The brightness of his eyes faltered for a moment, before he seemed to smile only more broadly because of it. “As if I would have missed your first performance for anything.”
“Thank you,” she said again.
An awkward silence stretched between them, fond, but filled with too many years and words left unsaid. The old memories and the new all swelled inside her.
“Let me take you for dinner,” he said, and her euphoria rose and crashed cold just as quickly. “I’ll go and get the carriage while you get ready. It’s been much too long.”
“Harry, wait—” She didn’t know how to finish. There was no good way to finish. Nobody in their right mind would turn down an invitation to dine with the Viscount Potter, and more to the point she wanted to. She’d missed him. They weren't children anymore and life had become busy for them both.
He paused, his brow furrowing a little as he stared at her, waiting for her to finish the sentence.
She looked down at the sunflowers in her hand and shoved aside her nervousness.
“I’d love to.”
His whole face lit up. He hesitated, before moving to press a chaste kiss to her cheek.
“You really were great, Gin. I’m so proud of you. I always knew you could do it.”
Ginny exhaled a shaky breath as the door closed, leaning back against the dressing room table as the sound of his footsteps faded away. She set down the sunflowers and squared her shoulders, her heart pounding for an entirely different reason now.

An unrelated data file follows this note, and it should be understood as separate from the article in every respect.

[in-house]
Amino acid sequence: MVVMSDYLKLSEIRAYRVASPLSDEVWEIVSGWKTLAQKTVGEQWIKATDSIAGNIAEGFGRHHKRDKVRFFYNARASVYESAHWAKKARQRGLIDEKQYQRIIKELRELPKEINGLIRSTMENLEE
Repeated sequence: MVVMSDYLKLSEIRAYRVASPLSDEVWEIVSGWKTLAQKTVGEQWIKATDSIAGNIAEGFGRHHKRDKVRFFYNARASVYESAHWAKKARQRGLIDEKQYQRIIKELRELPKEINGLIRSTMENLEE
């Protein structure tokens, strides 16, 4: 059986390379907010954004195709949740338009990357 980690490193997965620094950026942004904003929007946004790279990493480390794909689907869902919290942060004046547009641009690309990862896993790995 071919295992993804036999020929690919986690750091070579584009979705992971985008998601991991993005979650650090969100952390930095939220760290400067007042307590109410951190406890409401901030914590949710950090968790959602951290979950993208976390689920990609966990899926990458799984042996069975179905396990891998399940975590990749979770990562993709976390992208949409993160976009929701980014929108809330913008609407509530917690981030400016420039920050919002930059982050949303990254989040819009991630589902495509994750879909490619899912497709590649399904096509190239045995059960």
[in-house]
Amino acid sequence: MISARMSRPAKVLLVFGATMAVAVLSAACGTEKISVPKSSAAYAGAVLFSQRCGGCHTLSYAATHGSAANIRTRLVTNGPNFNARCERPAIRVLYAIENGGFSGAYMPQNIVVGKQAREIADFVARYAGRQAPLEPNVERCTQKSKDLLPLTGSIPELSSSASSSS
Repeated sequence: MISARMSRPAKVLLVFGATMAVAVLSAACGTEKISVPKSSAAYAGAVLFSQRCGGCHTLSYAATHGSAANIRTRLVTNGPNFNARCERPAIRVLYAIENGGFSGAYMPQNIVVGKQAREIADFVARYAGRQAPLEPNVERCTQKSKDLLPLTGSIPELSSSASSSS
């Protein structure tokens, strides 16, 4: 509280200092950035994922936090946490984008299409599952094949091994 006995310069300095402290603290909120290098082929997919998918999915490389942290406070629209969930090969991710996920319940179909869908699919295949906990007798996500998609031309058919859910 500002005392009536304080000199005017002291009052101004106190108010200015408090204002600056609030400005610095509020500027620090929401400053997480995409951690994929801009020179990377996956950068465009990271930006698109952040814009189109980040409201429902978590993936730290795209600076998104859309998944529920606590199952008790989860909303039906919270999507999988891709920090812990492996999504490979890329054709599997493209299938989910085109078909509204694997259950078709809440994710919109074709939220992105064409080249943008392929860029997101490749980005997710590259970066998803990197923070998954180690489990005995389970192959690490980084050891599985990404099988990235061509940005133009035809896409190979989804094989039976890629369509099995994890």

The opera house bustled with all of the typical post show cacophony; the clattering of dressers and chattering voices, congratulating each other on a job well done. On a normal night, a year ago, Ginny would have been in one of the other rooms, crowded with all of the other dancers, helping undo hairpins and wipe away the last of their stage-make up. Someone might pass around some whiskey because it was opening night. They would be laughing.
Ginny had always dreamed of being a singer, of being something special, but now that it was finally happening it didn’t seem real.
Now that it was finally happening…
She squeezed her eyes shut.
“You did very well.” His voice, like it always did, sounded from the shadows of the room beyond her line of sight. “You have come a long way from when I first met you.”
It was quiet praise in the grand scheme of such things, but coming from the dizzying heights of his expected standard, the words meant she really must have been perfect. The tension eased out of her shoulders that she hadn’t disappointed him.